Federal and Postal Disability Retirement: The Depressed Ground

Depressed ground in Guatemala City: This sinkhole was estimated to be 60 feet wide and 300 feet deep

A huge sinkhole in Guatemala City: This one was estimated to be 60 feet wide and 300 feet deep

The term itself immediately implies the clinical concept of a psychiatric condition; but, of course, it can also mean that there is a geological sinkhole, of a stretch of land, small or large, sunken in comparison to the surrounding area.  A rabbit’s nest can create a depression; excessive rain can loosen the soil and depress the land; and depression can overtake the healthiest among us, sending us down a course which envelopes the emotions, mind and soul with loss of energy, overwhelming sadness, and lethargy of life so overpowering that physical manifestations, profound and intractable fatigue, and an unwavering sense of hopelessness and helplessness pervades.

Sometimes, the two distinct but complementary concepts can intersect: the depressed grounds only adds to one’s depression. The former usage, of course, only metaphorically speaks to the physical characteristic of description; the depression of the ground is not literally a physical sinking of the land, but implies a dilapidation of the neighborhood; while the latter refers to the mental state of an individual exacerbated by the solitary degradation of the environment.

It is when the two distinct conceptual constructs intersect and are combined, that the impact upon the Federal or Postal worker may be felt.  For it is precisely the vicious cycle of “feeding upon itself” that the Federal or Postal Worker experiences — of the depression in a clinical sense, combined with the depressed grounds of one’s workplace — when change of scenery may become necessary in order to travel towards the path of restorative health.

Woman listening to her psychologist

Mental illnesses can affect persons of any age, race, religion or income: Here a young woman listens to her psychologist

Federal Disability Retirement benefits, filed through the U.S. Office of Personnel Management, is available for all Federal and Postal employees who are under FERS or CSRS, when the intersection of a medical condition and one’s inability to perform one or more of the essential elements of one’s job, comes to the fore. It is there to be eligible for all Federal and Postal employees, when the depression (in the clinical sense) impacts the depressed grounds (in the sense of the work environment).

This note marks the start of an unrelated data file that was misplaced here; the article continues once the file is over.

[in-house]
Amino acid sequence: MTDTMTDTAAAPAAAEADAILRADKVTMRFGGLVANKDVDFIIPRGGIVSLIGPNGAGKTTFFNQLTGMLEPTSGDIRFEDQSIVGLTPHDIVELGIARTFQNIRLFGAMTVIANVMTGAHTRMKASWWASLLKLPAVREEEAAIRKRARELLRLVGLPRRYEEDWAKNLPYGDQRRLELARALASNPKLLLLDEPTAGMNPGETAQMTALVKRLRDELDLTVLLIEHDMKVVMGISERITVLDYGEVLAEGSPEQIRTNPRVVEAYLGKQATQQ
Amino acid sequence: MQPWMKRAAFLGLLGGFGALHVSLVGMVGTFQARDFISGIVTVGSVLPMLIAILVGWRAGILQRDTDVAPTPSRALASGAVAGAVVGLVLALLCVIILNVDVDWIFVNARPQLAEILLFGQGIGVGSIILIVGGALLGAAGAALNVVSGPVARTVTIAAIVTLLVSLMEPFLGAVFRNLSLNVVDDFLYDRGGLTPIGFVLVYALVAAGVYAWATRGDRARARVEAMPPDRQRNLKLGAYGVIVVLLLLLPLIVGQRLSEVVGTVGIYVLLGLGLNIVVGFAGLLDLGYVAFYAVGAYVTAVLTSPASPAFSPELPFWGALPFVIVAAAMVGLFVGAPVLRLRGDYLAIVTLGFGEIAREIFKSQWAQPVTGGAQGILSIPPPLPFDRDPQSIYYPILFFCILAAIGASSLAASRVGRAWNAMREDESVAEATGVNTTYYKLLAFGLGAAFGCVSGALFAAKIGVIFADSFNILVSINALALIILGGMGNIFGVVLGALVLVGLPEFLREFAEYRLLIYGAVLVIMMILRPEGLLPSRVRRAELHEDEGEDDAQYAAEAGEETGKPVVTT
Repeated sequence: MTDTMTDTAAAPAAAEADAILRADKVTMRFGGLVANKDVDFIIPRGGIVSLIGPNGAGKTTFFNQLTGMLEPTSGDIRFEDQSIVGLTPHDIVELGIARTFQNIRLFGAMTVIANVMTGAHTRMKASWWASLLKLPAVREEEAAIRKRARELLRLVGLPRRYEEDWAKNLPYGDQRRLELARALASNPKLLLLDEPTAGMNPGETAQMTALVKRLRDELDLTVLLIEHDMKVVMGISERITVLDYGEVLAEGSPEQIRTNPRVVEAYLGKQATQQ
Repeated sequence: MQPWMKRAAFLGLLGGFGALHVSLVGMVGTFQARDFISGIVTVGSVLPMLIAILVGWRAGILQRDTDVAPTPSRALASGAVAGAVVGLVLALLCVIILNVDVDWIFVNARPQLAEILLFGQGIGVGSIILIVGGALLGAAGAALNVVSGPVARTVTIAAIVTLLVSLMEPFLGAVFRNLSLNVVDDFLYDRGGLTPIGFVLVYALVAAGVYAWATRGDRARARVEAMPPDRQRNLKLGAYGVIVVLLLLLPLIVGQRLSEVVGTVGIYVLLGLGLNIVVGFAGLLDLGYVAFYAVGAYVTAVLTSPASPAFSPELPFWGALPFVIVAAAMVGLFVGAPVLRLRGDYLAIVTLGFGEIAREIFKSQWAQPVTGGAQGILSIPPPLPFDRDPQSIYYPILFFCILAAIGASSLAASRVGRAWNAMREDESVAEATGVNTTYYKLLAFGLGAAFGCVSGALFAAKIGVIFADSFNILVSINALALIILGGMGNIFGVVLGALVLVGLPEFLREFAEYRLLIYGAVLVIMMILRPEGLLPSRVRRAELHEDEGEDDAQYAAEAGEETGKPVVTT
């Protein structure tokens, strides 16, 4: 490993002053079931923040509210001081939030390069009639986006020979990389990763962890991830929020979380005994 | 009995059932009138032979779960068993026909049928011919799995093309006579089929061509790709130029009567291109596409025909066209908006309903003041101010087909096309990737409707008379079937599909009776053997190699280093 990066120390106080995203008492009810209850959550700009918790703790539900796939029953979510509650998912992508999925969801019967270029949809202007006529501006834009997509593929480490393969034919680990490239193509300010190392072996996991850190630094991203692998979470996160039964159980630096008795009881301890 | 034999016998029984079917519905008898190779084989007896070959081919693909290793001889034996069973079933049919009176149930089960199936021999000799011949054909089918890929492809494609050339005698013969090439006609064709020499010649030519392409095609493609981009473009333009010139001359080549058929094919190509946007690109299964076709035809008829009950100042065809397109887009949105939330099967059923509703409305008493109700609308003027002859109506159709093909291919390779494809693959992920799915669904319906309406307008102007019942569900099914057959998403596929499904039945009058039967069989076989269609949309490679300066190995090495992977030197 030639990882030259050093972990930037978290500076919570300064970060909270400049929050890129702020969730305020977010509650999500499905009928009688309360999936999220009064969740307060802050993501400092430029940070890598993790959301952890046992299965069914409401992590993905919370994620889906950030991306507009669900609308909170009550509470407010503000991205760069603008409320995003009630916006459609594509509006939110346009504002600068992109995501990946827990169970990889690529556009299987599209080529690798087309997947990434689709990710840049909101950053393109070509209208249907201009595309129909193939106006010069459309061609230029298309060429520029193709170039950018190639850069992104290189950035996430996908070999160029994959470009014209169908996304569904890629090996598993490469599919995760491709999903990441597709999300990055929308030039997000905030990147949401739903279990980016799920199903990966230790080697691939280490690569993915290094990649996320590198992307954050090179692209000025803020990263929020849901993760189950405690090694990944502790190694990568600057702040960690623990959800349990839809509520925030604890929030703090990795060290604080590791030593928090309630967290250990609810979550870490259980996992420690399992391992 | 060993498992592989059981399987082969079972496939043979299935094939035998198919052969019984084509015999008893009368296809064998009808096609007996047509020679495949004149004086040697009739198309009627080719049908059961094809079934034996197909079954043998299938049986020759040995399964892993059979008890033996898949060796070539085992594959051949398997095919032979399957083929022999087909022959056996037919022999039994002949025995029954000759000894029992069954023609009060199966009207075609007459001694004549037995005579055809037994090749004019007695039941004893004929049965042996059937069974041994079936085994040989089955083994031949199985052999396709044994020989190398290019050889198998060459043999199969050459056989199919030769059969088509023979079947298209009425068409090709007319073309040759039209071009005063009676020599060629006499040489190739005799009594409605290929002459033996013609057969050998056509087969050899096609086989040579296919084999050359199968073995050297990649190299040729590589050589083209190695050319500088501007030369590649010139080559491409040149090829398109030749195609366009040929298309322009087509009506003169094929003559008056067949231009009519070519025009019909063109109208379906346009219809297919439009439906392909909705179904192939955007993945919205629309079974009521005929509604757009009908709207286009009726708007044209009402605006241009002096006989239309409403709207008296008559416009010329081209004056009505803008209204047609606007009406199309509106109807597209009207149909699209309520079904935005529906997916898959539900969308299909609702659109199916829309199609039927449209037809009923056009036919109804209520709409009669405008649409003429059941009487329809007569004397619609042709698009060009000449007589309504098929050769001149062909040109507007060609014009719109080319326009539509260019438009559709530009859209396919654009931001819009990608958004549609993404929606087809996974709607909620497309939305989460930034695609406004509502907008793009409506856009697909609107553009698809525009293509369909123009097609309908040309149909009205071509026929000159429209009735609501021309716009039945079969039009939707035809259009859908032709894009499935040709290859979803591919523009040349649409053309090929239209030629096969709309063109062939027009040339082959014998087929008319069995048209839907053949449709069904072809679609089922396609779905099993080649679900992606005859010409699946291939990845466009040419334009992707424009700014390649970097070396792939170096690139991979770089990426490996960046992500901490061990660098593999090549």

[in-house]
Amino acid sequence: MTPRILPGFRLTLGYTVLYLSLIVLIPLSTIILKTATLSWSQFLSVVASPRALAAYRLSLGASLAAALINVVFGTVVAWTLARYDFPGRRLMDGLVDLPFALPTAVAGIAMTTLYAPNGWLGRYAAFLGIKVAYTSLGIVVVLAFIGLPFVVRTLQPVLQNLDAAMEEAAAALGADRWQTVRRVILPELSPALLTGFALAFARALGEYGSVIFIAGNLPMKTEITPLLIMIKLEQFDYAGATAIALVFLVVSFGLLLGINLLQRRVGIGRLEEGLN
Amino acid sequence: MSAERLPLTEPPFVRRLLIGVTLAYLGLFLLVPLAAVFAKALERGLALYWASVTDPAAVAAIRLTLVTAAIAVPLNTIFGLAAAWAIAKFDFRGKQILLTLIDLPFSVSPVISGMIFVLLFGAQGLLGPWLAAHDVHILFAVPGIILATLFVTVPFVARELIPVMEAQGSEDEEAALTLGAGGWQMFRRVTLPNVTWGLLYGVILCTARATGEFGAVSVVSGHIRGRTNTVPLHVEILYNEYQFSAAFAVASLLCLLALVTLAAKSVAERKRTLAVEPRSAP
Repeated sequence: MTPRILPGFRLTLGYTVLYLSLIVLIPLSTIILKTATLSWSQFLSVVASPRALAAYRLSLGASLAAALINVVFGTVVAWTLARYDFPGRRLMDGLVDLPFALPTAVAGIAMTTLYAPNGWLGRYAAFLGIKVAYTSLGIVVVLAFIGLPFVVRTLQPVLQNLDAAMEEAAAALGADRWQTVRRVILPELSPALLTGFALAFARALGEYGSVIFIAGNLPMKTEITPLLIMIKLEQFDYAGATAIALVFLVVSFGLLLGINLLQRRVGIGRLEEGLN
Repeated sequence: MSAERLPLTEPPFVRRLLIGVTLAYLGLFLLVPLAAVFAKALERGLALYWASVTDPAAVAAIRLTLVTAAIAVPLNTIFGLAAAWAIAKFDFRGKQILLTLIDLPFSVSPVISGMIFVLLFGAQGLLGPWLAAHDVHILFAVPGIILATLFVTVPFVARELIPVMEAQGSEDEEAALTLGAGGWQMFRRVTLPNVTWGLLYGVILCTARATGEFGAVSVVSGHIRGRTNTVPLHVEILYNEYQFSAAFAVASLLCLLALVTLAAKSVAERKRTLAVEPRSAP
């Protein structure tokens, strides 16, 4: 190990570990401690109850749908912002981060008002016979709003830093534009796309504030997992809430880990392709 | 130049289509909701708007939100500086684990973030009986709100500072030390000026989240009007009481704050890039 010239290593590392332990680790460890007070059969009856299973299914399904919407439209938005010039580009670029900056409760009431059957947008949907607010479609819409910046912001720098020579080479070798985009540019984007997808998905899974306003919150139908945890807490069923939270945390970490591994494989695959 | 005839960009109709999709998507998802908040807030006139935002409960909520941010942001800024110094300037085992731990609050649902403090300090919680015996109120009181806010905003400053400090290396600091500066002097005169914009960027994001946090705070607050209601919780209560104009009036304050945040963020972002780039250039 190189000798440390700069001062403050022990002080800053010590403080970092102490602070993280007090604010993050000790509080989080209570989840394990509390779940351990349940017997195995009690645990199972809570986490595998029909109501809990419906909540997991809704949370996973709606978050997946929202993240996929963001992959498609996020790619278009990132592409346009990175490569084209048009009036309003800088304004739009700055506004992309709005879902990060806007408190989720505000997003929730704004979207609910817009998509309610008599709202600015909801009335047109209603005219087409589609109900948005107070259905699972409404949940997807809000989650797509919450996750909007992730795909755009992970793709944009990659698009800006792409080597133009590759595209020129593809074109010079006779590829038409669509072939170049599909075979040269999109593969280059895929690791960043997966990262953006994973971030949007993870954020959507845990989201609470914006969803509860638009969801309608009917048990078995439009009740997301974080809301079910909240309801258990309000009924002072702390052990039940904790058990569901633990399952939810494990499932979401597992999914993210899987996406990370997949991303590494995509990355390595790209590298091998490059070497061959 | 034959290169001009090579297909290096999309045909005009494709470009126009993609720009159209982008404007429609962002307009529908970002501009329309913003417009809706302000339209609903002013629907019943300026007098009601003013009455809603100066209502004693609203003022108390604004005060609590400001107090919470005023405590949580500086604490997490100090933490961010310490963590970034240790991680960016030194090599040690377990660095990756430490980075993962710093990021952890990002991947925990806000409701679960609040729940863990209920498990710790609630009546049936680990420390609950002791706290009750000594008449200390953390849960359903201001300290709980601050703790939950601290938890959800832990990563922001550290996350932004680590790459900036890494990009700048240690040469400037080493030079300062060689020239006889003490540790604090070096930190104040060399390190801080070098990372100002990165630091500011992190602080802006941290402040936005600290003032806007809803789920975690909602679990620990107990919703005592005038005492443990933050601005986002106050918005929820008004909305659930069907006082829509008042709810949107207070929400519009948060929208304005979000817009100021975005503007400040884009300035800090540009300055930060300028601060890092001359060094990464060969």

Thus, when the joy of life is depleted, and the hallowed grounds of sunlit mornings and the cool breeze of dusk transforms into a universe of regret and remorse, Federal Disability Retirement benefits for the Federal and Postal employee should be a serious consideration; as it may become necessary to leave the depressed grounds of yore.

Sincerely,

Robert R. McGill, Esquire

 

Federal Employee Medical Retirement: Cartesian Bifurcation

Modern philosophy is often considered to have begun with the French philosopher, Descartes; this is perhaps unfortunate, for the resulting inward navel gazing which was precipitated and the subsequent conceptual bifurcation between mind and body, for which we must contend with and pay the price, to this day.

For the longest time, of course, there was a suspicion that psychiatric conditions were somehow less viable and more difficult to prove; this is perhaps as a result of a misconception and misunderstanding of that proof which constitutes “objective” data as opposed to “subjective” interpretations of any factual analysis.

In Federal Disability Retirement cases, the U.S. Merit Systems Protection Board has steadfastly rejected any notions of subjective/objective differentiation, especially when it comes to psychiatric medical conditions.  Fortunately for the Federal and Postal Worker who suffers from medical conditions such that the medical disability prevents one from performing one or more of the essential elements of one’s positional duties, the MSPB has repeatedly rejected OPM’s claim that certain medical evidence (clinical examinations and encounters with a psychiatrist, for instance) is merely “subjective”, as opposed to what they deem to be considered “objective” medical evidence.

Whether anyone at the U.S. Office of Personnel Management is aware of Descartes and the French philosopher’s profound influence upon the mind/body bifurcation is a matter of factual irrelevance; the important historical point to be recognized is the trickling down impact from theoretical discourses in academia, to the pragmatic application of concepts in bureaucratic administrative functions.

Descartes lives, and the echoes of his philosophical influence resounds and reverberates down into the hallways of the U.S. Office of Personnel Management, in the daily reviews of Federal Disability Retirement applications.

Sincerely,

Robert R. McGill, Esquire